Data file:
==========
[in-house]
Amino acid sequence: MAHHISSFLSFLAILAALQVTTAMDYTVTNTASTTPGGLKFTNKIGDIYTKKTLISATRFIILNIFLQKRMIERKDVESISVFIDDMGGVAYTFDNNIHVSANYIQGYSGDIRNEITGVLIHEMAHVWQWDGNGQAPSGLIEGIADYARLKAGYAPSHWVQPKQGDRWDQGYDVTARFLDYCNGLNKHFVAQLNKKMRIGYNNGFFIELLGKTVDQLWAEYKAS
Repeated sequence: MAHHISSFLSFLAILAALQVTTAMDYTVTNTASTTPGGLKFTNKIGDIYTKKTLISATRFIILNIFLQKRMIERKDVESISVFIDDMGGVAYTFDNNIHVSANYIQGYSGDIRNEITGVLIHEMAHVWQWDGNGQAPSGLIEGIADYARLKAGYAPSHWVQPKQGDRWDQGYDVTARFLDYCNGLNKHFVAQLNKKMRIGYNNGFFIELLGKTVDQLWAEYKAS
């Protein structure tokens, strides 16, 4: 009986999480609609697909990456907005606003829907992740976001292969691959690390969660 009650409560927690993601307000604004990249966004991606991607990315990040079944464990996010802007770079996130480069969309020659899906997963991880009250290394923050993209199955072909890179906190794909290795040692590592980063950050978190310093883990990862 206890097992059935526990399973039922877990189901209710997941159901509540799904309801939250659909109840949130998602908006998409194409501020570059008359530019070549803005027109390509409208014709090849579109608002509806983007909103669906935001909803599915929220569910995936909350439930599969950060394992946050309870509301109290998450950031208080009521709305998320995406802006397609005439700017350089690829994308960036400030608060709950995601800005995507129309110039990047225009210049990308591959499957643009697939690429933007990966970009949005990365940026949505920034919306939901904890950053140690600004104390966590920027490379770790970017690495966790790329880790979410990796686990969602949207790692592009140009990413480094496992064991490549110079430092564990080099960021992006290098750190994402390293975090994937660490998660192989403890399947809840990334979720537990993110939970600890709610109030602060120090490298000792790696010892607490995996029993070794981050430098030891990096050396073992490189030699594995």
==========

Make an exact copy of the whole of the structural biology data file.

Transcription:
[in-house]
Amino acid sequence: MAHHISSFLSFLAILAALQVTTAMDYTVTNTASTTPGGLKFTNKIGDIYTKKTLISATRFIILNIFLQKRMIERKDVESISVFIDDMGGVAYTFDNNIHVSANYIQGYSGDIRNEITGVLIHEMAHVWQWDGNGQAPSGLIEGIADYARLKAGYAPSHWVQPKQGDRWDQGYDVTARFLDYCNGLNKHFVAQLNKKMRIGYNNGFFIELLGKTVDQLWAEYKAS
Repeated sequence: MAHHISSFLSFLAILAALQVTTAMDYTVTNTASTTPGGLKFTNKIGDIYTKKTLISATRFIILNIFLQKRMIERKDVESISVFIDDMGGVAYTFDNNIHVSANYIQGYSGDIRNEITGVLIHEMAHVWQWDGNGQAPSGLIEGIADYARLKAGYAPSHWVQPKQGDRWDQGYDVTARFLDYCNGLNKHFVAQLNKKMRIGYNNGFFIELLGKTVDQLWAEYKAS
């Protein structure tokens, strides 16, 4: 009986999480609609697909990456907005606003829907992740976001292969691959690390969660 009650409560927690993601307000604004990249966004991606991607990315990040079944464990996010802007770079996130480069969309020659899906997963991880009250290394923050993209199955072909890179906190794909290795040692590592980063950050978190310093883990990862 206890097992059935526990399973039922877990189901209710997941159901509540799904309801939250659909109840949130998602908006998409194409501020570059008359530019070549803005027109390509409208014709090849579109608002509806983007909103669906935001909803599915929220569910995936909350439930599969950060394992946050309870509301109290998450950031208080009521709305998320995406802006397609005439700017350089690829994308960036400030608060709950995601800005995507129309110039990047225009210049990308591959499957643009697939690429933007990966970009949005990365940026949505920034919306939901904890950053140690600004104390966590920027490379770790970017690495966790790329880790979410990796686990969602949207790692592009140009990413480094496992064991490549110079430092564990080099960021992006290098750190994402390293975090994937660490998660192989403890399947809840990334979720537990993110939970600890709610109030602060120090490298000792790696010892607490995996029993070794981050430098030891990096050396073992490189030699594995």